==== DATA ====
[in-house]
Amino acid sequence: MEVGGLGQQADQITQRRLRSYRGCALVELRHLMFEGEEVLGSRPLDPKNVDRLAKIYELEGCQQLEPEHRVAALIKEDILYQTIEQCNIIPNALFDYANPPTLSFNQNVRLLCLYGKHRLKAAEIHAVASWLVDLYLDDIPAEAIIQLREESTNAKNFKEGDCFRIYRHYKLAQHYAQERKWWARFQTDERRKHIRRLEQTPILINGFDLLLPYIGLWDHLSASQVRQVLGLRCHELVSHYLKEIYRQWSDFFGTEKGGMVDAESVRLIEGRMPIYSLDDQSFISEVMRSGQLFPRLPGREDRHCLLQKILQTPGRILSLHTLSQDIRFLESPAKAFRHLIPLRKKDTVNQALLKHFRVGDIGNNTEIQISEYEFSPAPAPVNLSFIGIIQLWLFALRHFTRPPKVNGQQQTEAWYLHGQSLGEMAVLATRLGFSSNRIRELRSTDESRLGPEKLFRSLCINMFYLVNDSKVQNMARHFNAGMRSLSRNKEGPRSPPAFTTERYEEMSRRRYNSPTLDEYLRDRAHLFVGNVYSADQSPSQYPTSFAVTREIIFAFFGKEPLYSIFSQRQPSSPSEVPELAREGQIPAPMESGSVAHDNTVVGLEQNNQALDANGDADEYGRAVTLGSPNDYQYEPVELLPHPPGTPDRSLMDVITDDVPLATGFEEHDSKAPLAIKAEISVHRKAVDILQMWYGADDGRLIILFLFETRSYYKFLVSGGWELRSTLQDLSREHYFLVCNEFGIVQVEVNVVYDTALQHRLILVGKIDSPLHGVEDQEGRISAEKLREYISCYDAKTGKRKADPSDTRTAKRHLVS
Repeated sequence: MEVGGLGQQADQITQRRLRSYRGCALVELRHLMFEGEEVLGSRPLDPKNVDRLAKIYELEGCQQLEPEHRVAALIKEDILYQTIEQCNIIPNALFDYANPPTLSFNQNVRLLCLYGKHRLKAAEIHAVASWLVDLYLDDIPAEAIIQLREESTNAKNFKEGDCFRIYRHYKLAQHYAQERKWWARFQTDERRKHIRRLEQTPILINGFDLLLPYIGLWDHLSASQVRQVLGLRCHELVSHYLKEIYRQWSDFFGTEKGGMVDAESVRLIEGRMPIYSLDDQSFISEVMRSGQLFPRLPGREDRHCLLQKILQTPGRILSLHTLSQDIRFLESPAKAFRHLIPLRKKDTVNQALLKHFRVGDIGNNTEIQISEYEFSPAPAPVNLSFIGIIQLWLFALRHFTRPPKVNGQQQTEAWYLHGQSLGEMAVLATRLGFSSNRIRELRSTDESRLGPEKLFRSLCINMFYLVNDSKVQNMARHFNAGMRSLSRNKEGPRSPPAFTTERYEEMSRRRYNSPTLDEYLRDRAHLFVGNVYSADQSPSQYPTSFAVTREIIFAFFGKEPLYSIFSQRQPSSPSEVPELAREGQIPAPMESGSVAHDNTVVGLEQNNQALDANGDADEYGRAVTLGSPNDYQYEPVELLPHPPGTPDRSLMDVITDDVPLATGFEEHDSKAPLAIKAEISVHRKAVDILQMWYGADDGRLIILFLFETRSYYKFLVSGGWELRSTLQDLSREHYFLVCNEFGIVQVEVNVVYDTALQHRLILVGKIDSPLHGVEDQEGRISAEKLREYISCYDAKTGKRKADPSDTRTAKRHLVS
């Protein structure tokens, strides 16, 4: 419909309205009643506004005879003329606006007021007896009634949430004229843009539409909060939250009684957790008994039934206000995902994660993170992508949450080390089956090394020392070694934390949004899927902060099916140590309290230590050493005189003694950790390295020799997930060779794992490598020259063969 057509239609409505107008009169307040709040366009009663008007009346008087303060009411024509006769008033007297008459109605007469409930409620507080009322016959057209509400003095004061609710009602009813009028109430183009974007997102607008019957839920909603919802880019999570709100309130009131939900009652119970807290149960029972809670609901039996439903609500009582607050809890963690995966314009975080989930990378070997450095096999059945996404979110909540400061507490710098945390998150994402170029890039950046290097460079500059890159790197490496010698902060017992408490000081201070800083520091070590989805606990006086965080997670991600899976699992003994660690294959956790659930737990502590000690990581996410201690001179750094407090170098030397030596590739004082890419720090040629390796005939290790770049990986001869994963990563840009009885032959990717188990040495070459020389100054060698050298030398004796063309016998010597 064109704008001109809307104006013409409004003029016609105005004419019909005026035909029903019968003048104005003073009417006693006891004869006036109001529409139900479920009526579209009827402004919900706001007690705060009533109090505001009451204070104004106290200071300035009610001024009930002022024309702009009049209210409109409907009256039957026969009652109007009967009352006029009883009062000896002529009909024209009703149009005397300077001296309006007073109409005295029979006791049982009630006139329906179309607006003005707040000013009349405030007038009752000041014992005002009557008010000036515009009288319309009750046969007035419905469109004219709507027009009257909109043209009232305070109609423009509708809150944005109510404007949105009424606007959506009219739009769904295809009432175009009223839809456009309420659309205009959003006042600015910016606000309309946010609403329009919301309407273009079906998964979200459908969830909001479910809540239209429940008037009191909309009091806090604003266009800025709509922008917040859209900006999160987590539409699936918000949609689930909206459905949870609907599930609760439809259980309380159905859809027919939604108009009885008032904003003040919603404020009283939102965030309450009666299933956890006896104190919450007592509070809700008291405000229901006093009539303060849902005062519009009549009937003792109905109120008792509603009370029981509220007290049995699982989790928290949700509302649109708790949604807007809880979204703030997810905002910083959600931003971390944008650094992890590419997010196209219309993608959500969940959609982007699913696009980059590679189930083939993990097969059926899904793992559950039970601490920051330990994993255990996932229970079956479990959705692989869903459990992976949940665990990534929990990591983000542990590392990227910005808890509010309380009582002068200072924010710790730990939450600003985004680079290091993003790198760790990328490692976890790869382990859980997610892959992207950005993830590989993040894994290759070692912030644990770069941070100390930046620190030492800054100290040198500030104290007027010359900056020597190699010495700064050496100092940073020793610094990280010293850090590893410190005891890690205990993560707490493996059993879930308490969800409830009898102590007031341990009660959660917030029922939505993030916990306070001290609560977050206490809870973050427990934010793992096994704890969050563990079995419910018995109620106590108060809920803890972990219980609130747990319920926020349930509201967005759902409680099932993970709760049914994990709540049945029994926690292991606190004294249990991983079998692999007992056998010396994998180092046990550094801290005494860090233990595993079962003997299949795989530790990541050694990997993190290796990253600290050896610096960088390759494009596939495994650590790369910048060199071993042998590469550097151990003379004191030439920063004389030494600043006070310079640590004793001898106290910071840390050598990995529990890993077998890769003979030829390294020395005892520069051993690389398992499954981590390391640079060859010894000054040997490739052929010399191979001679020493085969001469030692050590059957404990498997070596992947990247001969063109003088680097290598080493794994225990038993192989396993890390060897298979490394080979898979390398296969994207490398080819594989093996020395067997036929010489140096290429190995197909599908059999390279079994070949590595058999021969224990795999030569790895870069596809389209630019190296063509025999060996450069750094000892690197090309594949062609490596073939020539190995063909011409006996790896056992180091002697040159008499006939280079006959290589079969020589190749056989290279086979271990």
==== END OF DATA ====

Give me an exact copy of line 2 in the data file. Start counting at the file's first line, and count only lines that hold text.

Amino acid sequence: MEVGGLGQQADQITQRRLRSYRGCALVELRHLMFEGEEVLGSRPLDPKNVDRLAKIYELEGCQQLEPEHRVAALIKEDILYQTIEQCNIIPNALFDYANPPTLSFNQNVRLLCLYGKHRLKAAEIHAVASWLVDLYLDDIPAEAIIQLREESTNAKNFKEGDCFRIYRHYKLAQHYAQERKWWARFQTDERRKHIRRLEQTPILINGFDLLLPYIGLWDHLSASQVRQVLGLRCHELVSHYLKEIYRQWSDFFGTEKGGMVDAESVRLIEGRMPIYSLDDQSFISEVMRSGQLFPRLPGREDRHCLLQKILQTPGRILSLHTLSQDIRFLESPAKAFRHLIPLRKKDTVNQALLKHFRVGDIGNNTEIQISEYEFSPAPAPVNLSFIGIIQLWLFALRHFTRPPKVNGQQQTEAWYLHGQSLGEMAVLATRLGFSSNRIRELRSTDESRLGPEKLFRSLCINMFYLVNDSKVQNMARHFNAGMRSLSRNKEGPRSPPAFTTERYEEMSRRRYNSPTLDEYLRDRAHLFVGNVYSADQSPSQYPTSFAVTREIIFAFFGKEPLYSIFSQRQPSSPSEVPELAREGQIPAPMESGSVAHDNTVVGLEQNNQALDANGDADEYGRAVTLGSPNDYQYEPVELLPHPPGTPDRSLMDVITDDVPLATGFEEHDSKAPLAIKAEISVHRKAVDILQMWYGADDGRLIILFLFETRSYYKFLVSGGWELRSTLQDLSREHYFLVCNEFGIVQVEVNVVYDTALQHRLILVGKIDSPLHGVEDQEGRISAEKLREYISCYDAKTGKRKADPSDTRTAKRHLVS